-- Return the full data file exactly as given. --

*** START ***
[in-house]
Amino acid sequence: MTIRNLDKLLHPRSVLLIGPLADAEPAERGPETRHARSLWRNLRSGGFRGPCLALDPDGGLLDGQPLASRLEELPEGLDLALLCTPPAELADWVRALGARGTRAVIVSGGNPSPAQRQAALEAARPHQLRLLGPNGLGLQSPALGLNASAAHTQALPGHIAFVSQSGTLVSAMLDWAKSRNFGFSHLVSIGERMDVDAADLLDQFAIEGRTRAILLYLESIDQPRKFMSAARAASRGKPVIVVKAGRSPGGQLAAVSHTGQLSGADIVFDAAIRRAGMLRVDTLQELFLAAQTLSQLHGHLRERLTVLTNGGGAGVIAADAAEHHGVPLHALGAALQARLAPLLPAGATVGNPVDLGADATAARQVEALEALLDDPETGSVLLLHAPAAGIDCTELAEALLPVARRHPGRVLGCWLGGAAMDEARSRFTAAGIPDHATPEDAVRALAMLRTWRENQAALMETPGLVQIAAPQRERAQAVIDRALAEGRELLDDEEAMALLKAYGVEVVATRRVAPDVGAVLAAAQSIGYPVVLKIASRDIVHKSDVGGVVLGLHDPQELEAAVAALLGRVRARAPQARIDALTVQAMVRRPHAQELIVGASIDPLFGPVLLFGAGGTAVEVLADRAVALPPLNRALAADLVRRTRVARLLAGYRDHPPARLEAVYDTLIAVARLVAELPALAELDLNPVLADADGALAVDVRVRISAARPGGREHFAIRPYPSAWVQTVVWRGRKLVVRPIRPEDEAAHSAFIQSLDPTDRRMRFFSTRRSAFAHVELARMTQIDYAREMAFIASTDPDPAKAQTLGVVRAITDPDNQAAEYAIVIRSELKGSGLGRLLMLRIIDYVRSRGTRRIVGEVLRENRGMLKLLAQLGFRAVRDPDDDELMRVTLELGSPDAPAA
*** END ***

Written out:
[in-house]
Amino acid sequence: MTIRNLDKLLHPRSVLLIGPLADAEPAERGPETRHARSLWRNLRSGGFRGPCLALDPDGGLLDGQPLASRLEELPEGLDLALLCTPPAELADWVRALGARGTRAVIVSGGNPSPAQRQAALEAARPHQLRLLGPNGLGLQSPALGLNASAAHTQALPGHIAFVSQSGTLVSAMLDWAKSRNFGFSHLVSIGERMDVDAADLLDQFAIEGRTRAILLYLESIDQPRKFMSAARAASRGKPVIVVKAGRSPGGQLAAVSHTGQLSGADIVFDAAIRRAGMLRVDTLQELFLAAQTLSQLHGHLRERLTVLTNGGGAGVIAADAAEHHGVPLHALGAALQARLAPLLPAGATVGNPVDLGADATAARQVEALEALLDDPETGSVLLLHAPAAGIDCTELAEALLPVARRHPGRVLGCWLGGAAMDEARSRFTAAGIPDHATPEDAVRALAMLRTWRENQAALMETPGLVQIAAPQRERAQAVIDRALAEGRELLDDEEAMALLKAYGVEVVATRRVAPDVGAVLAAAQSIGYPVVLKIASRDIVHKSDVGGVVLGLHDPQELEAAVAALLGRVRARAPQARIDALTVQAMVRRPHAQELIVGASIDPLFGPVLLFGAGGTAVEVLADRAVALPPLNRALAADLVRRTRVARLLAGYRDHPPARLEAVYDTLIAVARLVAELPALAELDLNPVLADADGALAVDVRVRISAARPGGREHFAIRPYPSAWVQTVVWRGRKLVVRPIRPEDEAAHSAFIQSLDPTDRRMRFFSTRRSAFAHVELARMTQIDYAREMAFIASTDPDPAKAQTLGVVRAITDPDNQAAEYAIVIRSELKGSGLGRLLMLRIIDYVRSRGTRRIVGEVLRENRGMLKLLAQLGFRAVRDPDDDELMRVTLELGSPDAPAA